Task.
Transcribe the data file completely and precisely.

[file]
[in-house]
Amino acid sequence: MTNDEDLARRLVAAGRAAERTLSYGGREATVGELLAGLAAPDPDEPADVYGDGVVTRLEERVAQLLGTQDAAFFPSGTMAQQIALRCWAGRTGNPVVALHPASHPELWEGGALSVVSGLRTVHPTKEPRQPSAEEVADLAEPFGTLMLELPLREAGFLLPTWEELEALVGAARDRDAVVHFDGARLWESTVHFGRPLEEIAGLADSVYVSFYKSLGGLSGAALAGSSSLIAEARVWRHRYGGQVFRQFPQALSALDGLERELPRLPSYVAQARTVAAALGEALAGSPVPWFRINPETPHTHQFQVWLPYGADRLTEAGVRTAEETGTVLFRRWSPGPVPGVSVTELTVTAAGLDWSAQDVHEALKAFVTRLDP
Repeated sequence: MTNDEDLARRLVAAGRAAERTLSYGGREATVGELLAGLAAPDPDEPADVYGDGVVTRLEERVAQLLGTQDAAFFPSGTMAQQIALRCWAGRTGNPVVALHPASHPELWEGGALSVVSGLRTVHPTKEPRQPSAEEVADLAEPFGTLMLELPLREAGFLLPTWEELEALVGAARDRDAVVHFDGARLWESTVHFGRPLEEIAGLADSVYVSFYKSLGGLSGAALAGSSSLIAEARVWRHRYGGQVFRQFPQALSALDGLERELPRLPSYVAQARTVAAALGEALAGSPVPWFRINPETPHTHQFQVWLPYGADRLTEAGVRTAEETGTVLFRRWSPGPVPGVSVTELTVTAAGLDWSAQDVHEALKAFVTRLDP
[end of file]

[in-house]
Amino acid sequence: MTNDEDLARRLVAAGRAAERTLSYGGREATVGELLAGLAAPDPDEPADVYGDGVVTRLEERVAQLLGTQDAAFFPSGTMAQQIALRCWAGRTGNPVVALHPASHPELWEGGALSVVSGLRTVHPTKEPRQPSAEEVADLAEPFGTLMLELPLREAGFLLPTWEELEALVGAARDRDAVVHFDGARLWESTVHFGRPLEEIAGLADSVYVSFYKSLGGLSGAALAGSSSLIAEARVWRHRYGGQVFRQFPQALSALDGLERELPRLPSYVAQARTVAAALGEALAGSPVPWFRINPETPHTHQFQVWLPYGADRLTEAGVRTAEETGTVLFRRWSPGPVPGVSVTELTVTAAGLDWSAQDVHEALKAFVTRLDP
Repeated sequence: MTNDEDLARRLVAAGRAAERTLSYGGREATVGELLAGLAAPDPDEPADVYGDGVVTRLEERVAQLLGTQDAAFFPSGTMAQQIALRCWAGRTGNPVVALHPASHPELWEGGALSVVSGLRTVHPTKEPRQPSAEEVADLAEPFGTLMLELPLREAGFLLPTWEELEALVGAARDRDAVVHFDGARLWESTVHFGRPLEEIAGLADSVYVSFYKSLGGLSGAALAGSSSLIAEARVWRHRYGGQVFRQFPQALSALDGLERELPRLPSYVAQARTVAAALGEALAGSPVPWFRINPETPHTHQFQVWLPYGADRLTEAGVRTAEETGTVLFRRWSPGPVPGVSVTELTVTAAGLDWSAQDVHEALKAFVTRLDP